WASHINGTON, D.C. — The federal government is suing Lockheed Martin Corporation and Lockheed Martin Enterprises Operations for allegedly refusing to allow an administrative assistant with post-concussive syndrome and mild traumatic brain injury to us a transcription recording device and then terminating her employment.
According to the U.S. Equal Employment Opportunity Commission (EEOC), Lockheed violated the Americans with Disabilities Act (ADA) when it denied Donna Kerekes, the employee with a disability, the use of a device to help track rapid speech and note-taking. The company then forced the employee to take a medical leave of absence and, when cleared by doctors to return to work with accommodations, she was denied the accommodations, the EEOC said.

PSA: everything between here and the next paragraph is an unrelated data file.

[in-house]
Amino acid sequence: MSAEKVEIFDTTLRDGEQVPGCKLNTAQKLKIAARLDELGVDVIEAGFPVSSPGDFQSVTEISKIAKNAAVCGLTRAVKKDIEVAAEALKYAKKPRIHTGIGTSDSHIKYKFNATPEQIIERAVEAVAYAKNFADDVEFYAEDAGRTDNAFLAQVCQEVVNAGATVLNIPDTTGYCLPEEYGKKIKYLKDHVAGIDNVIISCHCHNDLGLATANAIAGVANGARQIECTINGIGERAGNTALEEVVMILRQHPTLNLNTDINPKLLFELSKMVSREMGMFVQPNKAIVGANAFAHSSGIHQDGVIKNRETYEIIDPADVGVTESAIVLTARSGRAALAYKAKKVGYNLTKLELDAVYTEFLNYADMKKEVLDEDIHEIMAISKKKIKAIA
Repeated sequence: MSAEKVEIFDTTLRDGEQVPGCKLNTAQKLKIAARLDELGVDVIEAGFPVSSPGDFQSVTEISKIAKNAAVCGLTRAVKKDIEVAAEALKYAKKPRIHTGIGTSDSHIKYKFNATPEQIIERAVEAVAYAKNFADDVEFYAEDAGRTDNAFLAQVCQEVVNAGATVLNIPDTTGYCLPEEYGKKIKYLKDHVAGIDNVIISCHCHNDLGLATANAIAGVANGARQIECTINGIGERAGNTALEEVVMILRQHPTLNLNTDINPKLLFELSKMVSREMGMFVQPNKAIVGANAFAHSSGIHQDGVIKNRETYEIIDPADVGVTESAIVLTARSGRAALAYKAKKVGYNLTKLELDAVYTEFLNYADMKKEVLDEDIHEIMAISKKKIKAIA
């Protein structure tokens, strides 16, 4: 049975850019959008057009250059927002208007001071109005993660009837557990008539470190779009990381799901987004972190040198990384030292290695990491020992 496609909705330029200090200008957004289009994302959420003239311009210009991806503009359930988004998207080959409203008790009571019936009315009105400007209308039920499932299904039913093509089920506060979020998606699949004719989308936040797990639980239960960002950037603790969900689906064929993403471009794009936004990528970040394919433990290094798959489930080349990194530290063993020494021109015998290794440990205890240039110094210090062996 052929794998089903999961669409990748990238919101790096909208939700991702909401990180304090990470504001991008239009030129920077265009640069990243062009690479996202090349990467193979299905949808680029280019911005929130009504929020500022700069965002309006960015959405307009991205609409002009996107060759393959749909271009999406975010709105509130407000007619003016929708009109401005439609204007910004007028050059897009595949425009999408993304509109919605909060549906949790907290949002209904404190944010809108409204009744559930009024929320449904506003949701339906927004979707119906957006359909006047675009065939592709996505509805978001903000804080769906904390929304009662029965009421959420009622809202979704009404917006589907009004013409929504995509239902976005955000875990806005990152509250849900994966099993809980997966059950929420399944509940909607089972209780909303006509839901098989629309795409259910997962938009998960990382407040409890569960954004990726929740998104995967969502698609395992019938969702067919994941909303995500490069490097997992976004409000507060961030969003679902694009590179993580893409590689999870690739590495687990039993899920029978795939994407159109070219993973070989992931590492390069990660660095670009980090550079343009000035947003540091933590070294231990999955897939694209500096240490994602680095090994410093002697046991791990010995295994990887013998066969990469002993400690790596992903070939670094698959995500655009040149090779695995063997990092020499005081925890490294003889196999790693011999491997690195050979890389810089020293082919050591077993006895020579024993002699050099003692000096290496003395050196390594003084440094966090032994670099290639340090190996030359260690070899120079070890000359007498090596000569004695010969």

After repeated attempts to try and come back to work, even with fewer accommodations and applying for different positions, Lockheed did not reassign her and eventually fired her, according to the EEOC.
"Donna Kerekes could have continued her successful career with Lockheed if the company had complied with the law and provided reasonable accommodations of her disability," EEOC Washington Field Office acting director Mindy Weinstein said in a statement. "By refusing to make reasonable modifications and adjustments to Kerekes' work environment and the way she did her job, Lockheed deprived her of equal employment opportunities because of her disability and violated the ADA."
The EEOC seeks permanent injunctive relief, lost wages, compensatory and punitive damages as well as other relief.